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In the past, prisoners in chains coming out of the court crossed this bridge to go towards their cells and, sighing and lowering their heads, would have been able to see their final glimpses of life and freedom before captivity. 

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Towards the end of the 16th century, precisely in 1589, the Senate of the Republic approved the construction of a new building to be used as a prison, which was located on the other side of the Doge's Palace canal. This meant that the Doge could get rid of the prison which had become too small and, above all, not very secure. 

This meant that a bridge to serve as a link between the prison and the seat of government and justice was needed; at the beginning of the 17th century, upon the approval of the Doge Marino Grimani, the Bridge of Sighs was built in Istrian stone and in a typically baroque style, to the designs of the architect Antonio Contin.

This elevated and enclosed bridge guaranteed maximum security when prisoners were moved from the Prigioni Nuove to the halls of the avogados and magistrates and vice versa.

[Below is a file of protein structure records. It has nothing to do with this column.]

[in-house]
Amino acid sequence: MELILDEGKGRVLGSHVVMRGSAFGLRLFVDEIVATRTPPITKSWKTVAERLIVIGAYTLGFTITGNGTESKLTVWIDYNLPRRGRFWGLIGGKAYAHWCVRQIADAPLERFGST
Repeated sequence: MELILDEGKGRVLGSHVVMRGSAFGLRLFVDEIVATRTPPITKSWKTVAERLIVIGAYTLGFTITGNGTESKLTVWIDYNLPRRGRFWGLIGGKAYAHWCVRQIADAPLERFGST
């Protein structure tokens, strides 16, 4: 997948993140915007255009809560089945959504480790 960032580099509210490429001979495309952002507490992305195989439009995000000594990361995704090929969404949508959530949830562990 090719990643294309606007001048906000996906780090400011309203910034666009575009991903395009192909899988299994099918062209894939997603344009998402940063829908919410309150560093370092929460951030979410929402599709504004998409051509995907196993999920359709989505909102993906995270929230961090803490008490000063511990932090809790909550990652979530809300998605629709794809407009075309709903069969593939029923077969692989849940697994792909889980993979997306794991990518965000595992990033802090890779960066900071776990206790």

Through the small windows of drilled marble, you can see Ponte della Paglia and the island of San Servolo on one side and the back of Doge’s Palace and the Ponte della Canonica on the other. Looking at the bridge from the exterior we see the crest of the Doge Marino Grimani and a depiction of justice.

The name of the bridge probably originated from the popular imagination: the chained prisoners, when crossing the bridge to head towards the gallows and seeing the lagoon, its islands and freedom for the last time, would have sighed. 

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The Bridge of Sighs.

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